‐ Home of the Best in Caribbean & Black British Writing ‐

For The Love Of My Name

Written by Calvin Bowen for Sunday Gleaner on no date provided

THIS LATEST NOVEL BY THE TRINIDADIAN writer has been praised as ‘one of the most remarkable novels which have come out of the Caribbean in the last decade’. Set in the mythical island of Maya it tells a terrible, yet poignant, tale of a country and a people caught in the power of a megalomaniac leader who brought nothing but pain and suffering to his people.

Maya is the author’s creation, but it is obviously a thinly disguised fictional representation of events in Guyana, with the central character, Robert Augustus Devonish, being strongly reminiscent of Linden Forbes Burnham, who had been President of Guyana for many years.

Sharp detail
The rise to power of Mr. Devonish, his autocratic rule, the aura of mystery and mysticism that surrounded his regime, all are vividly depicted in the novel. The hardships which the Mayans had to endure and the great relief that came with his death are recounted in sharp detail. A reference to the awful tragedy of the Jim Jones cult, which established itself in the Guiana hinterland and which ended in a mass suicide that shocked the world, removes the novel from the realm of fiction to the realm of stark reality.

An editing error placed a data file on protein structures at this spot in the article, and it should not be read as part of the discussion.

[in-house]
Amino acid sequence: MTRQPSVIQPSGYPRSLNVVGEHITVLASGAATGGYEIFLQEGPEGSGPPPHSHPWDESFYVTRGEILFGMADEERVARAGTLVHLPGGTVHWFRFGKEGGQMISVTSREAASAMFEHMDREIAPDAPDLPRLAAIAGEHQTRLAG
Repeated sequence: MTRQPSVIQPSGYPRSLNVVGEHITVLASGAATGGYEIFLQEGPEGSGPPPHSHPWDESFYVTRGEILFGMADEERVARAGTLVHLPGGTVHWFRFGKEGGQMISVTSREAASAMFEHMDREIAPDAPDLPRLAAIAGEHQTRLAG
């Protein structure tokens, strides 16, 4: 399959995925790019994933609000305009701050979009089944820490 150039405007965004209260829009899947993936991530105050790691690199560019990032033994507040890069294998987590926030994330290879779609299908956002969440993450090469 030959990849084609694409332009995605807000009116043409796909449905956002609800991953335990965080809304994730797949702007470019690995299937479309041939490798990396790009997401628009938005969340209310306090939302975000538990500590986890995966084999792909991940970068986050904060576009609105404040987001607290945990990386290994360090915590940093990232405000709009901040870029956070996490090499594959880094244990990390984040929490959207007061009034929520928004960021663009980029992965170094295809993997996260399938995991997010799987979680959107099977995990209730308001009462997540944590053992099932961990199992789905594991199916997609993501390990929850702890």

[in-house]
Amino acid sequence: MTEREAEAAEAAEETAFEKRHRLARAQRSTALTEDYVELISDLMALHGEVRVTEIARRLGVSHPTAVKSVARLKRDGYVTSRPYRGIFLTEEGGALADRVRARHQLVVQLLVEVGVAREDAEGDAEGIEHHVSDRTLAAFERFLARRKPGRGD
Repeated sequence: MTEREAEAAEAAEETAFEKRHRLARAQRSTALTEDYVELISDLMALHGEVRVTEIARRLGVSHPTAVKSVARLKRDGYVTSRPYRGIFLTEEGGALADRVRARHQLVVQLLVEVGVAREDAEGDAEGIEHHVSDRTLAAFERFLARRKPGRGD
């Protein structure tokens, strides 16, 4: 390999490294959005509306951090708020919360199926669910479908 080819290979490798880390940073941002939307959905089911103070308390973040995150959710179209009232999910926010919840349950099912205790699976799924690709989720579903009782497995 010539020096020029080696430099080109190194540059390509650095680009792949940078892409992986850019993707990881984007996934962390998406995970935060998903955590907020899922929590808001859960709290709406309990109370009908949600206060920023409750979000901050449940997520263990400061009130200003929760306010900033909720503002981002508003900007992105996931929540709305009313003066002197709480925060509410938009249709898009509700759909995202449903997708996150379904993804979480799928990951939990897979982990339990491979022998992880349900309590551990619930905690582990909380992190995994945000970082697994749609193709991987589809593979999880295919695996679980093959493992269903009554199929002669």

There is a dreamlike, almost poetic quality to the writing in some passages of the novel, evocative of the mysticism of the events being described - a quality that invites comparison with the work of the distinguished Guyanese writer Wilson Harris. The flavour of East Indian culture, so pronounced in Guyana with its very large population of descendents of Indian immigrants, gives the book a special appeal. The description of traditional dishes, the peculiarities of speech, are graphic portrayals of the way of life of the Mayans, giving credence and authenticity to the narrative. For the Love of my Name can indeed take its place among the important works of Caribbean writers - a tale of tyranny and oppression, of love and hate, of hope and despair, brilliantly told and powerfully written.

This is a review of For The Love Of My Name

View this book
‐ Home of the Best in Caribbean & Black British Writing ‐